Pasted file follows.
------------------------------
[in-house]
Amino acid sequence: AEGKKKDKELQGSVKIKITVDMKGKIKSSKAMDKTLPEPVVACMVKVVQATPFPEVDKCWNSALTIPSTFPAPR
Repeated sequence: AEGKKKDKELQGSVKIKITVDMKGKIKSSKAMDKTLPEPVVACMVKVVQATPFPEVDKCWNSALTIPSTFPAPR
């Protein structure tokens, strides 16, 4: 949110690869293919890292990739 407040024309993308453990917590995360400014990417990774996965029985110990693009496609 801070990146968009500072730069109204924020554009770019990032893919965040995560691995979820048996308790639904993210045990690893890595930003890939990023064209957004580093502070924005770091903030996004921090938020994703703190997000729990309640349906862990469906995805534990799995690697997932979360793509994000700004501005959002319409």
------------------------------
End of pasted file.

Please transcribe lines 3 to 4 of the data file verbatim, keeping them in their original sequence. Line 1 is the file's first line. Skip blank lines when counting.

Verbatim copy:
Repeated sequence: AEGKKKDKELQGSVKIKITVDMKGKIKSSKAMDKTLPEPVVACMVKVVQATPFPEVDKCWNSALTIPSTFPAPR
């Protein structure tokens, strides 16, 4: 949110690869293919890292990739 407040024309993308453990917590995360400014990417990774996965029985110990693009496609 801070990146968009500072730069109204924020554009770019990032893919965040995560691995979820048996308790639904993210045990690893890595930003890939990023064209957004580093502070924005770091903030996004921090938020994703703190997000729990309640349906862990469906995805534990799995690697997932979360793509994000700004501005959002319409």